Another method is based on the internal rate of return (“IRR”), which is the discount rate that makes the project’s cash flows and investments have a zero NPV. It is important to define a threshold IRR prior to evaluating the PV system. An IRR of 0% does not make a project financial feasible as it fails to compensate an investor for the time value of money and the uncertainties associated with future cash flows.
The last method is the payback period, which is the length of time required to recover an initial investment through cash flows generated by the investment. The payback period is important when considering an organization’s financial ability to implement a PV system.
All financial feasibility analyses are highly dependent on a PV system’s cost, which in turn is subject to market price fluctuations of commodity type raw materials, such as PV panels and steel. If these price fluctuations cannot be controlled in the procurement process, there is the potential for a significant adverse impact. This could make a PV system financially unfeasible.
OTHER QUANTITATIVE BENEFITS
Additional quantitative benefits to the PV system owner include carbon credits, renewable energy credits (“RECs”), and possible employee health care savings as a result of a cleaner environment. Qualitative externalities include reduction of pollution and greenhouse gas emissions, reduced dependency on utility providers, and greater control over energy price volatility. In addition, PV systems can provide power during traditional power outages, whether due to natural disasters or any other reason.
Installing PV systems in parking lots and on rooftops or other existing structures provides shade while not infringing on an organization’s operations and not requiring the acquisition of additional space. Finally, minimal maintenance cost is associated with PV systems, with long-term reliability of 25 to 40 years.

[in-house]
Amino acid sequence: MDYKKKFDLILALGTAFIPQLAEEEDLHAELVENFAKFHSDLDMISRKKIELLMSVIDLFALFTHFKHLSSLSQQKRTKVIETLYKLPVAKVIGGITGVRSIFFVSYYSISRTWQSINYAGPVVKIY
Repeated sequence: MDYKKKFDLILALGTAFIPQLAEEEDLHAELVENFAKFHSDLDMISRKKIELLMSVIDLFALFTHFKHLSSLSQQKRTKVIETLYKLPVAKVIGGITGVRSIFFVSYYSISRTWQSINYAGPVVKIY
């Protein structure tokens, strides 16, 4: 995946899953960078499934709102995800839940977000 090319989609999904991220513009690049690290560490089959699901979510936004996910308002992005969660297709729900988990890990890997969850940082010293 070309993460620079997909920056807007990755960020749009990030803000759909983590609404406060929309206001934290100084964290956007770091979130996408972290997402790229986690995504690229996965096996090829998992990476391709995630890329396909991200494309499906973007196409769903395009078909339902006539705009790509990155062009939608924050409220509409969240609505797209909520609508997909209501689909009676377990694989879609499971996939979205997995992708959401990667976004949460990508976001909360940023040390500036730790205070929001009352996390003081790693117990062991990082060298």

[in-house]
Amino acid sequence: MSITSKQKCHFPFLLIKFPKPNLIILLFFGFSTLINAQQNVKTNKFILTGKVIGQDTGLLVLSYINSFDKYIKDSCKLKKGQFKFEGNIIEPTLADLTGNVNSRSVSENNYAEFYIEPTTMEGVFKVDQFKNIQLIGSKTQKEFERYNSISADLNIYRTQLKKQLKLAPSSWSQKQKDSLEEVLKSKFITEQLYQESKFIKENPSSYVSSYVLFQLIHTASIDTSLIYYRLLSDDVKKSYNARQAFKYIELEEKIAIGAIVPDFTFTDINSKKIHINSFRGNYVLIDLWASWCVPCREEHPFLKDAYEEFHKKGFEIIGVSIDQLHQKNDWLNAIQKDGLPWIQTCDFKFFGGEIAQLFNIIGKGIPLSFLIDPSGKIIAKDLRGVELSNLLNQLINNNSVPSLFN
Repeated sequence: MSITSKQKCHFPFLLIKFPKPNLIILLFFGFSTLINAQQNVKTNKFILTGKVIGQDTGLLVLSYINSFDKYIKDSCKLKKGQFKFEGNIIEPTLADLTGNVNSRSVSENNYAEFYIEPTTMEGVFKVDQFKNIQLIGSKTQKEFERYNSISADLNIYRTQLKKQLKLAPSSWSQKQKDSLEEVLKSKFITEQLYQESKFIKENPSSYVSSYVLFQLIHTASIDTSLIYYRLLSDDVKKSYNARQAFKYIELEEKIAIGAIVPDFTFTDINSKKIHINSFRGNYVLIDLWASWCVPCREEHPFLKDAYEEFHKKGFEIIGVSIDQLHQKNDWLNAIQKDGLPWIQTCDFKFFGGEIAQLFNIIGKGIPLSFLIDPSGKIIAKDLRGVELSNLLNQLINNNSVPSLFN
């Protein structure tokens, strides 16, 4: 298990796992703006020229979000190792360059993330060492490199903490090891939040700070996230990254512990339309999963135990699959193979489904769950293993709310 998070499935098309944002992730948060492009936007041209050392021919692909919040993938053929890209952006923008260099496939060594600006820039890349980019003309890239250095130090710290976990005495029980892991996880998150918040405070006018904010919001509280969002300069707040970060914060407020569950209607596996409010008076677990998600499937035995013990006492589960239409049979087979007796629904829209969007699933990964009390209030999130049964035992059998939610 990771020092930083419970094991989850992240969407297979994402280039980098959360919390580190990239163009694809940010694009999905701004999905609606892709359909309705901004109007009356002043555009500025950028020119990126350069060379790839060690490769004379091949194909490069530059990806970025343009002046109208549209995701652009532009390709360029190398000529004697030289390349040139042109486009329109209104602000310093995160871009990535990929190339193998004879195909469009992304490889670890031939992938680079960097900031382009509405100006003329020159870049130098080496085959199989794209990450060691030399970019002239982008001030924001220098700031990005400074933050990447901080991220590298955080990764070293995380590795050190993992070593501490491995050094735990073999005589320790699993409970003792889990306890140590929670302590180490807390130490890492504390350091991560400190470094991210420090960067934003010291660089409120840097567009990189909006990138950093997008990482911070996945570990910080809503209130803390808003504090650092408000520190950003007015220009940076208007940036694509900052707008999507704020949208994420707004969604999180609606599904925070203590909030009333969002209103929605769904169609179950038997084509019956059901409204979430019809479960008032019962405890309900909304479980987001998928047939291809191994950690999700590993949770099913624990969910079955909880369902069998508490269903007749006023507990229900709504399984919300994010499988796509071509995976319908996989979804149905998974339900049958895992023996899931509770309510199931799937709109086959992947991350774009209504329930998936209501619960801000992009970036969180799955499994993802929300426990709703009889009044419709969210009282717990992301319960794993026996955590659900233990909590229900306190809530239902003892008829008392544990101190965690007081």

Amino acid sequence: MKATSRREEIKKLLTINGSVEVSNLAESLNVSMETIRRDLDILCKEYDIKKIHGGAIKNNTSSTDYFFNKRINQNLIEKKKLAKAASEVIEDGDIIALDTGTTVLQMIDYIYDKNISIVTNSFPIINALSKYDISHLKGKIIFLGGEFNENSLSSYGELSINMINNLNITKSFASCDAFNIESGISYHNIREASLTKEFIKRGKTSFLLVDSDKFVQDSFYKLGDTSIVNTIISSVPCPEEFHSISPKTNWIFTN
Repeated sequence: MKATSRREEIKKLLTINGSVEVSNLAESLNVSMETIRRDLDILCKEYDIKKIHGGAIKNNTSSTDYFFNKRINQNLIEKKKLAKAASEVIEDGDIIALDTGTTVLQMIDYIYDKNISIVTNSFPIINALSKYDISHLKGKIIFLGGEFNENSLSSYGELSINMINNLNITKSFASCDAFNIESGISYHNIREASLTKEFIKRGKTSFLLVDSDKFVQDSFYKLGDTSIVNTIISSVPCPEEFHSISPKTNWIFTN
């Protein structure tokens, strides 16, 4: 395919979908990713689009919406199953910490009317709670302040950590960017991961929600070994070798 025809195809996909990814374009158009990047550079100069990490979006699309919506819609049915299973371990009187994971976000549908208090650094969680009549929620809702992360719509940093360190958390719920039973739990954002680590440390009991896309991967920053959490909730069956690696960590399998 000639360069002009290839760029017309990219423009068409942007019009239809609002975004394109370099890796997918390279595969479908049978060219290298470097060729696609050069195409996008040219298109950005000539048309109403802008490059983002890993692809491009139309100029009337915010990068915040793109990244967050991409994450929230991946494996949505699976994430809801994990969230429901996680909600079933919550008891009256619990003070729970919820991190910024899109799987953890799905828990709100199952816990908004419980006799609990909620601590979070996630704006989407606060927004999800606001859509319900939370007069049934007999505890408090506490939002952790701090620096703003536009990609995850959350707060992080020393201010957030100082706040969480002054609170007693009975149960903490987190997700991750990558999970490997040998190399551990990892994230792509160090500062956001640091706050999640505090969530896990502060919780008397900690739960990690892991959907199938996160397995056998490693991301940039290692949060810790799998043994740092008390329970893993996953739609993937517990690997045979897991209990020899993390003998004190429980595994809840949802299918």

Financial analysis is critical to assessing the feasibility of an energy consumption plan. A complete financial analysis includes all factors present during the life-cycle of a PV system. These factors include, but are not limited to, the financing structure terms, investment costs, available incentives, utility energy costs, and externalities. Proper application of financial analyses to determine the financial feasibility of a PV system provides a critical portion of the overall due diligence procedures in implementing a PV system.
ABOUT THE AUTHOR
Thomas Pastore, ASA, CFA, CMA, MBA
Mr. Thomas E. Pastore is Chief Executive Officer and co-founder of Sanli Pastore & Hill, Inc. Mr. Pastore is an Accredited Senior Appraiser (ASA), Business Valuation Discipline, of the American Society of Appraisers, a Chartered Financial Analyst (CFA) Charterholder, a Certified Management Accountant (CMA), and received his Masters in Business Administration (MBA). He has valued over 2,000 businesses during his career, including numerous energy and clean technology companies. He regularly testifies in court as an expert witness. Mr. Pastore frequently speaks on business valuation to professional organizations.